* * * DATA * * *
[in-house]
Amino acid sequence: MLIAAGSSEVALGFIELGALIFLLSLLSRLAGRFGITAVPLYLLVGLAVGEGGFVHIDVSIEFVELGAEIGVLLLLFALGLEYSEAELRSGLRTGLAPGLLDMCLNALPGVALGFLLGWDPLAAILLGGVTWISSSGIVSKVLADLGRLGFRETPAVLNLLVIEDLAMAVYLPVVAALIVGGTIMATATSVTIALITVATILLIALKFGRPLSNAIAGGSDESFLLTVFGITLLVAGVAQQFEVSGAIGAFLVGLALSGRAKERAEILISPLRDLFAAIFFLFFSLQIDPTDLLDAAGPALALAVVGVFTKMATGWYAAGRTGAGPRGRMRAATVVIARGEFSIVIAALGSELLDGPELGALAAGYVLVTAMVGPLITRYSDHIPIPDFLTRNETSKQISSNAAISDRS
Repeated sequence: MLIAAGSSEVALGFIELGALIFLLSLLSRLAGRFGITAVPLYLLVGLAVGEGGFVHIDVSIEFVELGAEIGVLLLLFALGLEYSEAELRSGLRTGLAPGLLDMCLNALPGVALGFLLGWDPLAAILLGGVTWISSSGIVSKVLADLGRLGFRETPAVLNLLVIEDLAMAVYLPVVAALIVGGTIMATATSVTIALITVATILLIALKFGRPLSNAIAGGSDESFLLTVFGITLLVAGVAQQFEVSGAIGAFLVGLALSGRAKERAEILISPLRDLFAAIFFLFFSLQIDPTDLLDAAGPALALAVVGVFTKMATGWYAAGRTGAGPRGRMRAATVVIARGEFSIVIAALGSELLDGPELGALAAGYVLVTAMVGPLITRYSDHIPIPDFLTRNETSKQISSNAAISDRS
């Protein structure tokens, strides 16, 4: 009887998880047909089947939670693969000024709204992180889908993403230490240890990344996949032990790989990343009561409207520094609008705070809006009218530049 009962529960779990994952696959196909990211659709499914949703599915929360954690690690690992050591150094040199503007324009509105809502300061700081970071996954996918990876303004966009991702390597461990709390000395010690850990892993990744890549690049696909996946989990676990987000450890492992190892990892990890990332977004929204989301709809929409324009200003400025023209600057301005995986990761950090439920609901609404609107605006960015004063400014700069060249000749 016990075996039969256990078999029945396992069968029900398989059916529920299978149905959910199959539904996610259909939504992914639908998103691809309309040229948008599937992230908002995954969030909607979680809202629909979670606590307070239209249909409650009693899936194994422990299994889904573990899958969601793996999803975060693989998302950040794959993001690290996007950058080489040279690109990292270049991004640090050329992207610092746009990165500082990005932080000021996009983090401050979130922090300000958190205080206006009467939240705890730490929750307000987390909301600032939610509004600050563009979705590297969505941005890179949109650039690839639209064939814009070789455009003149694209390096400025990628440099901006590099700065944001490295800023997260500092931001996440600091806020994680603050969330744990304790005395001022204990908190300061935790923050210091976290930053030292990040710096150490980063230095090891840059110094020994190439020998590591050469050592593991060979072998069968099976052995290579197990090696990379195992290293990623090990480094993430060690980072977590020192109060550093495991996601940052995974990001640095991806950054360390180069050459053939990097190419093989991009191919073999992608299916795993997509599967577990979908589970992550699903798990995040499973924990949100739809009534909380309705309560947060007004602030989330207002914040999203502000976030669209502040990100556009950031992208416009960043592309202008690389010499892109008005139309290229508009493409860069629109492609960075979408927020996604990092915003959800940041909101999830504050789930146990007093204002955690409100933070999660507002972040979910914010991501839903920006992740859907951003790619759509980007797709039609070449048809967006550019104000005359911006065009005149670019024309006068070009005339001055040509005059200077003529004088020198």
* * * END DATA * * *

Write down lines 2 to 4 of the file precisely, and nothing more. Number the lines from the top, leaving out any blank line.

Amino acid sequence: MLIAAGSSEVALGFIELGALIFLLSLLSRLAGRFGITAVPLYLLVGLAVGEGGFVHIDVSIEFVELGAEIGVLLLLFALGLEYSEAELRSGLRTGLAPGLLDMCLNALPGVALGFLLGWDPLAAILLGGVTWISSSGIVSKVLADLGRLGFRETPAVLNLLVIEDLAMAVYLPVVAALIVGGTIMATATSVTIALITVATILLIALKFGRPLSNAIAGGSDESFLLTVFGITLLVAGVAQQFEVSGAIGAFLVGLALSGRAKERAEILISPLRDLFAAIFFLFFSLQIDPTDLLDAAGPALALAVVGVFTKMATGWYAAGRTGAGPRGRMRAATVVIARGEFSIVIAALGSELLDGPELGALAAGYVLVTAMVGPLITRYSDHIPIPDFLTRNETSKQISSNAAISDRS
Repeated sequence: MLIAAGSSEVALGFIELGALIFLLSLLSRLAGRFGITAVPLYLLVGLAVGEGGFVHIDVSIEFVELGAEIGVLLLLFALGLEYSEAELRSGLRTGLAPGLLDMCLNALPGVALGFLLGWDPLAAILLGGVTWISSSGIVSKVLADLGRLGFRETPAVLNLLVIEDLAMAVYLPVVAALIVGGTIMATATSVTIALITVATILLIALKFGRPLSNAIAGGSDESFLLTVFGITLLVAGVAQQFEVSGAIGAFLVGLALSGRAKERAEILISPLRDLFAAIFFLFFSLQIDPTDLLDAAGPALALAVVGVFTKMATGWYAAGRTGAGPRGRMRAATVVIARGEFSIVIAALGSELLDGPELGALAAGYVLVTAMVGPLITRYSDHIPIPDFLTRNETSKQISSNAAISDRS
């Protein structure tokens, strides 16, 4: 009887998880047909089947939670693969000024709204992180889908993403230490240890990344996949032990790989990343009561409207520094609008705070809006009218530049 009962529960779990994952696959196909990211659709499914949703599915929360954690690690690992050591150094040199503007324009509105809502300061700081970071996954996918990876303004966009991702390597461990709390000395010690850990892993990744890549690049696909996946989990676990987000450890492992190892990892990890990332977004929204989301709809929409324009200003400025023209600057301005995986990761950090439920609901609404609107605006960015004063400014700069060249000749 016990075996039969256990078999029945396992069968029900398989059916529920299978149905959910199959539904996610259909939504992914639908998103691809309309040229948008599937992230908002995954969030909607979680809202629909979670606590307070239209249909409650009693899936194994422990299994889904573990899958969601793996999803975060693989998302950040794959993001690290996007950058080489040279690109990292270049991004640090050329992207610092746009990165500082990005932080000021996009983090401050979130922090300000958190205080206006009467939240705890730490929750307000987390909301600032939610509004600050563009979705590297969505941005890179949109650039690839639209064939814009070789455009003149694209390096400025990628440099901006590099700065944001490295800023997260500092931001996440600091806020994680603050969330744990304790005395001022204990908190300061935790923050210091976290930053030292990040710096150490980063230095090891840059110094020994190439020998590591050469050592593991060979072998069968099976052995290579197990090696990379195992290293990623090990480094993430060690980072977590020192109060550093495991996601940052995974990001640095991806950054360390180069050459053939990097190419093989991009191919073999992608299916795993997509599967577990979908589970992550699903798990995040499973924990949100739809009534909380309705309560947060007004602030989330207002914040999203502000976030669209502040990100556009950031992208416009960043592309202008690389010499892109008005139309290229508009493409860069629109492609960075979408927020996604990092915003959800940041909101999830504050789930146990007093204002955690409100933070999660507002972040979910914010991501839903920006992740859907951003790619759509980007797709039609070449048809967006550019104000005359911006065009005149670019024309006068070009005339001055040509005059200077003529004088020198």